Mark Naison: Given the fault lines that have been revealed in our society by Hurricane Sandy, the last election, and the shootings in Newtown, Connecticut, do we really want to make our schools so impersonal and bureaucratic that the best teachers leave
Tina Dupuy: As far as Romney goes, I really don’t know who this dude is: I’ve watched dozens of speeches, read hundreds of articles and sat through 23 national debates and I can’t tell you where Romney stands on any issue.
Brent Budowsky: masses of voters consider GOP derision, originally directed against liberals and Democrats, to be directed at them.
Charles Hayes: Elections are won and lost through appeals to identity. It’s that simple and that complicated. This is why symbols and 30-second, hot-button commercials sway public opinion.
Stephen Box: The open and transparent attempt to violate the Brown Act can only be attributed to contempt of the public, arrogant hubris, or complete and thorough ignorance of the law.
Charles Hayes: The progressive political agenda for 2012 has never been clearer: Empty the Tea Pot. Remove the Tea Party ideologues from office and those who cater to their whims.
Stephen Box: Occupy LA should be thanked for challenging the turf lawn status quo and for giving City Hall an opportunity to rethink its commitment to unsustainable landscaping.
Paul Loeb: Obama has forgotten the basic lesson of negotiation — you don’t hand everything over before you start, particularly to people who have utter contempt for your values and goals.
Tina Dupuy: Their real goal is the pyrrhic victory of making the President fail because they think the GOP will rise from the country’s ashes.
Robert Letcher: With all the violence and contempt that seemed “in the air”, it was starting to feel like some “Tucson” was bound to happen, but there wasn’t enough actionable information: no “when”, no “where”. Nor were resources available to “look into the situation”, as they had been to President Bush.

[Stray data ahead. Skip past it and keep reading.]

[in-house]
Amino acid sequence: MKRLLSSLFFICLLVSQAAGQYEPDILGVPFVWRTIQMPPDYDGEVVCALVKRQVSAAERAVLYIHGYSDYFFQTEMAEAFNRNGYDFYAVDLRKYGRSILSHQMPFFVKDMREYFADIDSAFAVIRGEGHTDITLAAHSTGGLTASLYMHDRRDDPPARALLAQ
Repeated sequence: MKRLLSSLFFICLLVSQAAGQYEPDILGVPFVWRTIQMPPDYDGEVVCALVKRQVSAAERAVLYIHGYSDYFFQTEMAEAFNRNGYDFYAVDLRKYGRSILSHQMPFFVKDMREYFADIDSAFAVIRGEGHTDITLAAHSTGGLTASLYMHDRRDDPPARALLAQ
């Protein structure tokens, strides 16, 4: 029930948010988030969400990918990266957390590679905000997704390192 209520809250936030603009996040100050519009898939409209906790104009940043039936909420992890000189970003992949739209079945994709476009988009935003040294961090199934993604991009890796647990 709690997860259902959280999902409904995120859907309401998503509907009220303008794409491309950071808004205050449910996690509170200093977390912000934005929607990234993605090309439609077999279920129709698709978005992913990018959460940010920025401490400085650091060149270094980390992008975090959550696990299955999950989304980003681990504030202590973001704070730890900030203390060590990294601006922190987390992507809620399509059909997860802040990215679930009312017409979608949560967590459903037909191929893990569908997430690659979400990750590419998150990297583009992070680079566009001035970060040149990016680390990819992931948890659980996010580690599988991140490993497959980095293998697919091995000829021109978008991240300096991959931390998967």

Tim Gatto: Everyone who calls themselves liberal, progressive, socialist or populist should pitch in and get the corporate lackeys out of Washington and give the government back to the people who really own it. This is just a beginning. We can’t sit on our laurels and let others keep the momentum going.
David Swanson: If you wanted to increase violence, he writes, you would take the following steps that the United States has taken: Punish more and more people more and more harshly; ban drugs that inhibit violence and legalize and advertise those that stimulate it; use taxes and economic policies to widen disparities in wealth and income; deny the poor education; perpetuate racism; produce entertainment that glorifies violence; make lethal weapons readily available; maximize the polarization of social roles of men and women; encourage prejudice against homosexuality; use violence to punish children in school and at home; and keep unemployment sufficiently high. And why would you do that? Possibly because most victims of violence are poor, and the poor can organize in rebellion against the rich when they aren’t terrorized by crime.